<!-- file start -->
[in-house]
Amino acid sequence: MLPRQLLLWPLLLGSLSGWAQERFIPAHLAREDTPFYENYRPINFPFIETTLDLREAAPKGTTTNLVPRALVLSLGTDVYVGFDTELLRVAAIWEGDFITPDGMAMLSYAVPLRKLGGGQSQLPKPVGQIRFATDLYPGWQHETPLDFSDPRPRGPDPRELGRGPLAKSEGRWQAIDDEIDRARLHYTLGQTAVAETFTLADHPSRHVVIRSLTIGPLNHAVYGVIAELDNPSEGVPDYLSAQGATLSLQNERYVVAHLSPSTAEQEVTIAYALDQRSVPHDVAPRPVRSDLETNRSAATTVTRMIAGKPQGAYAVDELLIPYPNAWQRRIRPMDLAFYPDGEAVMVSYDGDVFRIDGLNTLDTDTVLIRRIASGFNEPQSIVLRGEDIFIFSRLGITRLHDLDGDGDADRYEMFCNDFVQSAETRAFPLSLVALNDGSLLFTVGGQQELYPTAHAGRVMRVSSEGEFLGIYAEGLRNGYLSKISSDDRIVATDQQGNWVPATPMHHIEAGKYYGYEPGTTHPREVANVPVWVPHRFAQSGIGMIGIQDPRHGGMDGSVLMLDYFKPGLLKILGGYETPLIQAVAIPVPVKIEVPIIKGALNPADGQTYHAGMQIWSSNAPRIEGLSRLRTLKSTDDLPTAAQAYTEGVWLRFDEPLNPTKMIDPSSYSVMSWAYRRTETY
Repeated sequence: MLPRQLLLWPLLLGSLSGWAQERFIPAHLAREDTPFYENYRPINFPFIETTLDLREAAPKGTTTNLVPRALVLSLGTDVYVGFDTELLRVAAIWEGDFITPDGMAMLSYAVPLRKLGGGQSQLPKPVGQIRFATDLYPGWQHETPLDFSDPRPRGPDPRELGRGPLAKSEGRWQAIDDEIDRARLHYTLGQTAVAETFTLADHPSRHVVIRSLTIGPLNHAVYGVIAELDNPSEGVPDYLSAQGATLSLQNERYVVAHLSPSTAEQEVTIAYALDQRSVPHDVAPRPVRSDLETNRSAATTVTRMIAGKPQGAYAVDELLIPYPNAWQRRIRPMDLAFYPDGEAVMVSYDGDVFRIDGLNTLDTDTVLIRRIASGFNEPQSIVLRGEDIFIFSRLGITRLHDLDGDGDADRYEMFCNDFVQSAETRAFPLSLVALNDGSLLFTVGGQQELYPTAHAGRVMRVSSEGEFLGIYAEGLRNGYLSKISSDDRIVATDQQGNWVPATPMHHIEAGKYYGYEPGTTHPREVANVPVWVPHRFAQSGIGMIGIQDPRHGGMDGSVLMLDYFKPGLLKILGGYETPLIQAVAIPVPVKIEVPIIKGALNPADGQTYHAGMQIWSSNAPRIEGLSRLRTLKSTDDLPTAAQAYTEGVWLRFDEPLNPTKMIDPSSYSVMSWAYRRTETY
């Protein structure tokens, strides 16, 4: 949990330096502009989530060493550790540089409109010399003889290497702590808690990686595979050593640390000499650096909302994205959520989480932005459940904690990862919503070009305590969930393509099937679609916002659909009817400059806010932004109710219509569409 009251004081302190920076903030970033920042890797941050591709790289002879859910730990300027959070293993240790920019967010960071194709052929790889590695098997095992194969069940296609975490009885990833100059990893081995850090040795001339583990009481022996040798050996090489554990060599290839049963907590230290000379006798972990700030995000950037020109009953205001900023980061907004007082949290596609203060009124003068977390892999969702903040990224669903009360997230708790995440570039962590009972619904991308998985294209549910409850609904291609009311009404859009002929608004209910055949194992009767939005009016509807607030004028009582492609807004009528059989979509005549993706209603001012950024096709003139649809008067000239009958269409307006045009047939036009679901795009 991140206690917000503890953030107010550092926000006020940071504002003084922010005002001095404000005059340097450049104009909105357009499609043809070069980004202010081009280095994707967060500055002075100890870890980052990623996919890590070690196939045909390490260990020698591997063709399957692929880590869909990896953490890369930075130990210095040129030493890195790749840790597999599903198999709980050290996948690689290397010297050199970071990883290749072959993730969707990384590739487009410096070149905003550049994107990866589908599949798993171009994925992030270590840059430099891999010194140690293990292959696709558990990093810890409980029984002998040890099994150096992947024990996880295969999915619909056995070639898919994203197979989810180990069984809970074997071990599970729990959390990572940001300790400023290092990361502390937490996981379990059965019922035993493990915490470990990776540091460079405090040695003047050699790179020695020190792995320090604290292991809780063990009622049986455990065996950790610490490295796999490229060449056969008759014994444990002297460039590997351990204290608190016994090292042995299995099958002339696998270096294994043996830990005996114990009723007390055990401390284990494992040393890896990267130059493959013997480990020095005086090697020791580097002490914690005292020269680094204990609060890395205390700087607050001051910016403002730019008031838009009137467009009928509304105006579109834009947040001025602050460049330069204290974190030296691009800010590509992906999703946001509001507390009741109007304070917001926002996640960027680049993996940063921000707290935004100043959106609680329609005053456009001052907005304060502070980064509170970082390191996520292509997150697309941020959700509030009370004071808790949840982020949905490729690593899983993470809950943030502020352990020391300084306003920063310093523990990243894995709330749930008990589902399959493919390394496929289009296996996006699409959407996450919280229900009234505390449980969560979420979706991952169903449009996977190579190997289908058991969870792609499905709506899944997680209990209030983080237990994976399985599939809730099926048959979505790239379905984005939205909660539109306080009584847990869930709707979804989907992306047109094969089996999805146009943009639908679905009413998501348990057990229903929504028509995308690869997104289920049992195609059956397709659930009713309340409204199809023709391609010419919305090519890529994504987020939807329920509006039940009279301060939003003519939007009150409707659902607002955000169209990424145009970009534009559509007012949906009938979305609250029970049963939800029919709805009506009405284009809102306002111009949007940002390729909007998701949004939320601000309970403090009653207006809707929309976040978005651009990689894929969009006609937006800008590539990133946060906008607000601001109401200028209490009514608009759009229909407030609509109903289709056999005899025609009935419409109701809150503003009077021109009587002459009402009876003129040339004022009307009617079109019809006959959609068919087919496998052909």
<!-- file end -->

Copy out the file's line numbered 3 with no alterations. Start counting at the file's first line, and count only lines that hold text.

Repeated sequence: MLPRQLLLWPLLLGSLSGWAQERFIPAHLAREDTPFYENYRPINFPFIETTLDLREAAPKGTTTNLVPRALVLSLGTDVYVGFDTELLRVAAIWEGDFITPDGMAMLSYAVPLRKLGGGQSQLPKPVGQIRFATDLYPGWQHETPLDFSDPRPRGPDPRELGRGPLAKSEGRWQAIDDEIDRARLHYTLGQTAVAETFTLADHPSRHVVIRSLTIGPLNHAVYGVIAELDNPSEGVPDYLSAQGATLSLQNERYVVAHLSPSTAEQEVTIAYALDQRSVPHDVAPRPVRSDLETNRSAATTVTRMIAGKPQGAYAVDELLIPYPNAWQRRIRPMDLAFYPDGEAVMVSYDGDVFRIDGLNTLDTDTVLIRRIASGFNEPQSIVLRGEDIFIFSRLGITRLHDLDGDGDADRYEMFCNDFVQSAETRAFPLSLVALNDGSLLFTVGGQQELYPTAHAGRVMRVSSEGEFLGIYAEGLRNGYLSKISSDDRIVATDQQGNWVPATPMHHIEAGKYYGYEPGTTHPREVANVPVWVPHRFAQSGIGMIGIQDPRHGGMDGSVLMLDYFKPGLLKILGGYETPLIQAVAIPVPVKIEVPIIKGALNPADGQTYHAGMQIWSSNAPRIEGLSRLRTLKSTDDLPTAAQAYTEGVWLRFDEPLNPTKMIDPSSYSVMSWAYRRTETY